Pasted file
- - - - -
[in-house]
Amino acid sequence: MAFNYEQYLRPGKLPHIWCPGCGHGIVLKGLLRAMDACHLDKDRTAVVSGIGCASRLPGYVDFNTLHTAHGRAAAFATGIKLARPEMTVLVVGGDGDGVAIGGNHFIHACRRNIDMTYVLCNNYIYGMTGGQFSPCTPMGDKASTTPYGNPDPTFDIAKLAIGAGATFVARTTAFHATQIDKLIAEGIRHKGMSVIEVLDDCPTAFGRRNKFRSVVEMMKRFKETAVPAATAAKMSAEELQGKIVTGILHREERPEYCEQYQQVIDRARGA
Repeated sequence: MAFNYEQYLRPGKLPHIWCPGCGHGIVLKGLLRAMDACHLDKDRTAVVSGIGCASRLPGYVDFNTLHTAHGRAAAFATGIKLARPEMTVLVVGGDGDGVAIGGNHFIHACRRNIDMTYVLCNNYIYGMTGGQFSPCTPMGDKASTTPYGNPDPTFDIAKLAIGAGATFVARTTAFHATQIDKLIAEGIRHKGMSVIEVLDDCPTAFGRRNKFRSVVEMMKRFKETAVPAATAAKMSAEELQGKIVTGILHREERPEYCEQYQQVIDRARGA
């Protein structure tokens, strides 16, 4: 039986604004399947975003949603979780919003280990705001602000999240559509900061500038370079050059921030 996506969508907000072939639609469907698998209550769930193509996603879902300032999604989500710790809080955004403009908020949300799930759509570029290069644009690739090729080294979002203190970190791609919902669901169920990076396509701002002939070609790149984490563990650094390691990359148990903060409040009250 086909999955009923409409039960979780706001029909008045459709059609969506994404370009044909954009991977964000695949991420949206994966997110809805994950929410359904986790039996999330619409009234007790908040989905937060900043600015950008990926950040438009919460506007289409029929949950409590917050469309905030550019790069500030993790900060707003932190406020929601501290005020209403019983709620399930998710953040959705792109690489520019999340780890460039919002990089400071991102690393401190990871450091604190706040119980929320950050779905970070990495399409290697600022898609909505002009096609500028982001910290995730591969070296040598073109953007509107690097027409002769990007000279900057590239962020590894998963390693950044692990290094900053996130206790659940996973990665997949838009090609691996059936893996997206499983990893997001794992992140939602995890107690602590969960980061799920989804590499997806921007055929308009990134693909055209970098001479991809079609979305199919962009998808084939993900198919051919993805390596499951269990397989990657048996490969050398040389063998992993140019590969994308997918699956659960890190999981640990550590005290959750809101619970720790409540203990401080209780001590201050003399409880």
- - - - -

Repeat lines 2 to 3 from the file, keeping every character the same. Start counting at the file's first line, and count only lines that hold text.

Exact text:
Amino acid sequence: MAFNYEQYLRPGKLPHIWCPGCGHGIVLKGLLRAMDACHLDKDRTAVVSGIGCASRLPGYVDFNTLHTAHGRAAAFATGIKLARPEMTVLVVGGDGDGVAIGGNHFIHACRRNIDMTYVLCNNYIYGMTGGQFSPCTPMGDKASTTPYGNPDPTFDIAKLAIGAGATFVARTTAFHATQIDKLIAEGIRHKGMSVIEVLDDCPTAFGRRNKFRSVVEMMKRFKETAVPAATAAKMSAEELQGKIVTGILHREERPEYCEQYQQVIDRARGA
Repeated sequence: MAFNYEQYLRPGKLPHIWCPGCGHGIVLKGLLRAMDACHLDKDRTAVVSGIGCASRLPGYVDFNTLHTAHGRAAAFATGIKLARPEMTVLVVGGDGDGVAIGGNHFIHACRRNIDMTYVLCNNYIYGMTGGQFSPCTPMGDKASTTPYGNPDPTFDIAKLAIGAGATFVARTTAFHATQIDKLIAEGIRHKGMSVIEVLDDCPTAFGRRNKFRSVVEMMKRFKETAVPAATAAKMSAEELQGKIVTGILHREERPEYCEQYQQVIDRARGA